“A Nation with the Soul of a Church”

I’m a slow person. I take a long, long time to react to things, and an even longer time to think things through and reach definitive opinions about them. Thus I’m still mulling over patriotism and love of country, as my dear readers know I have been for months, and in the wake of the 10th anniversary of September 11, I’ve been thinking about these things even more than usual. (And in keeping with my slowness, I’m writing this post on September 13.)

Being an American poses a unique challenge; it’s not like being Italian or German or Indian or Pakistani, where you are because it’s in your blood, you were born there as your ancestors were before you. You subscribe to “American” as to a belief system. It’s not so much a country (a father-land) as it is a creed.

I think this explains why it’s possible for people to live in America and yet claim to hate America. Because if you do not subscribe to it on the basis of faith in what the country stands for, you aren’t really American, even if you were born here and have made your life here.

American patriotism stands apart from the patriotism of other nations. It’s a patriotism of minds and hearts, but not of blood (in the sense of blood-lines–certainly real blood has been spilled in sacrifice to the cause, but that’s another discussion for another time). And I say this as a pretty established American; my ancestors came over (literally) on the Mayflower. We’ve been here a long, long time, in American terms. (One of the strongest impressions I carried away from my various trips to Europe was that of age. A 400-year-old building in Rome is modern. We have nothing older than 400 years here in America, certainly not on the east coast!) Still, I refer to myself as a German/Scotch-Irish/Welsh descendent. And an American. I’ve known many people who try to be purists about it (“I’m an American”), but there’s no getting around it. We’re all hyphenated in some sense.

And there’s a difficulty in that, too. It meants patriotism can’t come as naturally to us as it does to other nations. America is a belief system, incorporating beliefs about the human person, the role of government and authority, and the proper end of man. You have to stand back from it first, to learn it the way we Catholic kids learned our catechism, before it can seep into your heart and become something you’d give your life for.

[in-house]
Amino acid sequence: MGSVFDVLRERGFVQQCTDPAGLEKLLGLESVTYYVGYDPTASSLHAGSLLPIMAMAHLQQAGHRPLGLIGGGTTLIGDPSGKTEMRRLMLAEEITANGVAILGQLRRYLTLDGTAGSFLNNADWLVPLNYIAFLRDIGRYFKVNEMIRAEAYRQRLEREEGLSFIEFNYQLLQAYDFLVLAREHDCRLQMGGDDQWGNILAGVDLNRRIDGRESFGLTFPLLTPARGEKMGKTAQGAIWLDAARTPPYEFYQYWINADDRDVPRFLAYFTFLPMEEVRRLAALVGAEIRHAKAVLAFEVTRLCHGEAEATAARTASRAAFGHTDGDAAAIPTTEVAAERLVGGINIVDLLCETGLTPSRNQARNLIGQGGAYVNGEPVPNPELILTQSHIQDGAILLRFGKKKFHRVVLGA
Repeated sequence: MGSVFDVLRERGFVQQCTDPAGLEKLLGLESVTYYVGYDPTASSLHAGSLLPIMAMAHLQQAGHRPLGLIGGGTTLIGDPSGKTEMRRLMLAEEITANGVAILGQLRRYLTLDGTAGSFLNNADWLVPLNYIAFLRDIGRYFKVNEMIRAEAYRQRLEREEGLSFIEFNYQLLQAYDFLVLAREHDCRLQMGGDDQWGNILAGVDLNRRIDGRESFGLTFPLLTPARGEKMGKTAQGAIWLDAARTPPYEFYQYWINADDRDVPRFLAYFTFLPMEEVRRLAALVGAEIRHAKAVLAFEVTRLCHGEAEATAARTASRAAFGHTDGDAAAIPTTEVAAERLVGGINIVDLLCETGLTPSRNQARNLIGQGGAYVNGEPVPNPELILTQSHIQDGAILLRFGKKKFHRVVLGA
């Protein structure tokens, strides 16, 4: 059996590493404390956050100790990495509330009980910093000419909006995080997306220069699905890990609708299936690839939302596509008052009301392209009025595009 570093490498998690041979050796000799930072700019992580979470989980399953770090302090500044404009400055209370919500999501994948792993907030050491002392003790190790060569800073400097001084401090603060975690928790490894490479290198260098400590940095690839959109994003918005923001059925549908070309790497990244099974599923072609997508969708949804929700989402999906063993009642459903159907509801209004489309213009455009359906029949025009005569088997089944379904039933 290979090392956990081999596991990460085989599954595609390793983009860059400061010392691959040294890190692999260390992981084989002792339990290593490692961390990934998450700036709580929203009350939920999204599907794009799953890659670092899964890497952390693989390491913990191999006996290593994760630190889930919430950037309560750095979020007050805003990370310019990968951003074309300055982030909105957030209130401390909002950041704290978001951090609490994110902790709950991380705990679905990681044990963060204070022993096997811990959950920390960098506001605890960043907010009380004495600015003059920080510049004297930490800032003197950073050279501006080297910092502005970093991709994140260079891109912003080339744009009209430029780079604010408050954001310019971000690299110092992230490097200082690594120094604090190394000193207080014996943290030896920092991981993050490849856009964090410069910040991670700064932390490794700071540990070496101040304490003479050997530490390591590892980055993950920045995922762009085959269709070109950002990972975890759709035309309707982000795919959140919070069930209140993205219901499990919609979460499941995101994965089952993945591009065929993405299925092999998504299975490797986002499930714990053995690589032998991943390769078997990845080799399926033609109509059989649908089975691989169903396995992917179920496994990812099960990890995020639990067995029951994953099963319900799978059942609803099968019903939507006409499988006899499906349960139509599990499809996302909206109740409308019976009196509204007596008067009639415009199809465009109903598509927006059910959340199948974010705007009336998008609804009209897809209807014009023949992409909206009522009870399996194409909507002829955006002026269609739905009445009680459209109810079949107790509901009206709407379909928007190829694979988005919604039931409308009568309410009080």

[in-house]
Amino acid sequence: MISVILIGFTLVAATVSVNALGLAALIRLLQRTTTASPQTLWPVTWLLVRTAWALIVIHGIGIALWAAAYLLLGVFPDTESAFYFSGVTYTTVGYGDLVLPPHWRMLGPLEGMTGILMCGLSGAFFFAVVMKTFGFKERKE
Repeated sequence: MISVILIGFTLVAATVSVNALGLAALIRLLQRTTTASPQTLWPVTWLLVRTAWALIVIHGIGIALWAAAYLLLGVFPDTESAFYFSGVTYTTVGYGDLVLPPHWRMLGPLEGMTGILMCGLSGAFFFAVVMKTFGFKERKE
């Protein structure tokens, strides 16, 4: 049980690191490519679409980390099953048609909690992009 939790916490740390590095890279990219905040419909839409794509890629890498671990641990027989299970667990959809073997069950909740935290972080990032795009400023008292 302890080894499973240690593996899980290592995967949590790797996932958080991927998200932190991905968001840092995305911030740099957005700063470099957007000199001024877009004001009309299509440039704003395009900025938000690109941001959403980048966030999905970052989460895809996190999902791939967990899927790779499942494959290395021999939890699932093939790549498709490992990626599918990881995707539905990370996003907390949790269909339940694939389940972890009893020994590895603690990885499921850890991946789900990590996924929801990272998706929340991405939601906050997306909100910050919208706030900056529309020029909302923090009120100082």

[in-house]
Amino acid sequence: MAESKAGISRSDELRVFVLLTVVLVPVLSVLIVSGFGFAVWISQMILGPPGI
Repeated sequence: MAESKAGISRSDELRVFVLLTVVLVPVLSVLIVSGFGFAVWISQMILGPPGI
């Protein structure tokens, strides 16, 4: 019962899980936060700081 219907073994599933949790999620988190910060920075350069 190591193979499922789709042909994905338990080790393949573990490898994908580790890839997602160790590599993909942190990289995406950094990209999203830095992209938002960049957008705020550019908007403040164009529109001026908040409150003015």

The anniversary of the September 11, 2001, terrorist attacks is a good time to ponder our heritage, to re-embrace our creed, and–as always, more than ever–to pray for our nation.

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4 thoughts on ““A Nation with the Soul of a Church”

  1. I’m not sure what I think of your claim herein. I would strongly claim that I am American but I don’t agree with everything in the Constitution. I don’t agree with most opinions of many of my peers, who would also claim to be American. So, can America be a creed if all Americans don’t agree?

    The problem is that America is the land of the free, regardless of creed, ethnic origin, gender, color, or any other distinguishing factor. We are a land where each of us can think what we want, and spread that thought through many avenues of legal (and protected) speech. Ultimately, the fact that we are a cacophony of wildly divergent voices is our greatest strength, and in the end, our downfall. Remember, divided we fall.

    • And there I think you have the great weakness of America. It is at once a country where people are born and raised, and so it has that claim on each of us, whether we “agree” with everything in the Constitution or not. “Patriotism” in some sense is, I think, a pretty natural thing. We’re attached in some way to the place we come from, just like we’re attached in some way to our parents, even if we’re unfortunate to have parents who aren’t admirable or lovable people.

      But America is also a set of ideals. That’s how she was founded, and that’s how she was meant to continue. And the problem is, we don’t all agree on the ideals, or we don’t hold all of them, or we view them differently. But the very “creed” I’m talking about when I say America is itself a “creed” is just what you describe: the land of the free. At bottom, that’s our basic creed, that man is free, and this is the place where he can come to live that freedom.

      The trouble is, when we have divergent views of what freedom is, what it means, how it ought to be protected and lived out…well, as you say: divided, we fall.

  2. A fascinating declaration. Are there any sources you can refer to that prompt this statement on your part? I think that you’re quite accurate in what you say, though. We are a nation in search of an ideal, and have been ridiculed as idealists throughout our brief history…

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